Report The findings of a new CAP analysis show that as campaign cash increased, the courts studied began to rule more often in favor of prosecutors and against criminal defendants.
Proposed changes to North Carolina’s judicial election code would weaken judicial-oversight rules and allow more money into campaigns, which have the potential to seriously undermine citizens’ perceptions of their justice system.
Report This month a task force recommended that Wisconsin justices be limited to a single 16-year term.
With his recent comparison of affirmative action to slavery, Justice Clarence Thomas appears determined to undo the civil-rights and equal-justice accomplishments of his predecessor, Justice Thurgood Marshall.
Issue Brief The Supreme Court’s ruling in Shelby County v. Holder means that courts will play an even more important role in protecting the right to vote.
Recent polling results indicate that the vast majority of voters want to eliminate the influence of campaign cash in judicial elections.
Report An analysis of state supreme court rulings shows that an influx of corporate campaign cash is influencing judges to rule against those injured while on the job or by business entities such as hospitals.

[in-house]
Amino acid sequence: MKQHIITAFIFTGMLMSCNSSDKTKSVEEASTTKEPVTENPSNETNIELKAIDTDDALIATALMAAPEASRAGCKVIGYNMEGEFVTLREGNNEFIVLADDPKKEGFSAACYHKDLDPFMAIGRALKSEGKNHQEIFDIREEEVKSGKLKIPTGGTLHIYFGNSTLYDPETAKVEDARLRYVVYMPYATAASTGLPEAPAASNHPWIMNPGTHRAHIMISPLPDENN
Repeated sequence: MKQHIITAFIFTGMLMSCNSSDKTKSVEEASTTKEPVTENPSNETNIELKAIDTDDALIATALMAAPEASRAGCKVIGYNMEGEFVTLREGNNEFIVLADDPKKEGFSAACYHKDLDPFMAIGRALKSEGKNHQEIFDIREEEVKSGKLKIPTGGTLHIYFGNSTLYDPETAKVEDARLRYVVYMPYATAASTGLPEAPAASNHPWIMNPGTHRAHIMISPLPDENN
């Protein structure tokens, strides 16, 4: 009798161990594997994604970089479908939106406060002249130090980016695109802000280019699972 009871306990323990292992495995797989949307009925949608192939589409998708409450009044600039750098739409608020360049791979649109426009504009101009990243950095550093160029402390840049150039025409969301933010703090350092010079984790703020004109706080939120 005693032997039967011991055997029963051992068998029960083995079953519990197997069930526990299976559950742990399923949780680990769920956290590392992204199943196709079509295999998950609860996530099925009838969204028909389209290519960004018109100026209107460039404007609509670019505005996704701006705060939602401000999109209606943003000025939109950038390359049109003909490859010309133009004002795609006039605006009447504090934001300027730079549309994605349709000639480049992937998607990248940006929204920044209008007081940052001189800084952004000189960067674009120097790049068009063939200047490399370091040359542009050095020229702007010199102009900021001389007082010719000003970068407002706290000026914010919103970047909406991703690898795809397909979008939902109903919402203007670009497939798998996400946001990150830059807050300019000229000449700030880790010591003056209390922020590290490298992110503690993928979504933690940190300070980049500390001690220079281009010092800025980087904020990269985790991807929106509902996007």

Using a front group, the NRA has spent millions of dollars to influence the elections of state supreme court judges and attorneys general nationwide.
Report This compilation of recent reports describes the distorting influence of campaign cash and suggests policy solutions to mitigate these problems.
Issue Brief Billy Corriher looks at the judges who won elections in 2012 while raising roughly $1 million or more, as well as those who had more than $1 million spent on their behalf by independent groups.
Issue Brief Public financing programs can drastically limit the opportunity for lawyers, corporations, or others to influence the law through campaign contributions, and can make smaller donors more important to the process.
Issue Brief Mandatory recusal rules would go a long way toward ensuring citizens that judges and by extension, justices, can be bought.
The explosion of campaign cash in judicial elections has led citizens to doubt whether judges can be impartial.
A CAP Action report explains why merit-selection systems and retention elections are a good way to keep judges free from politicization of elections.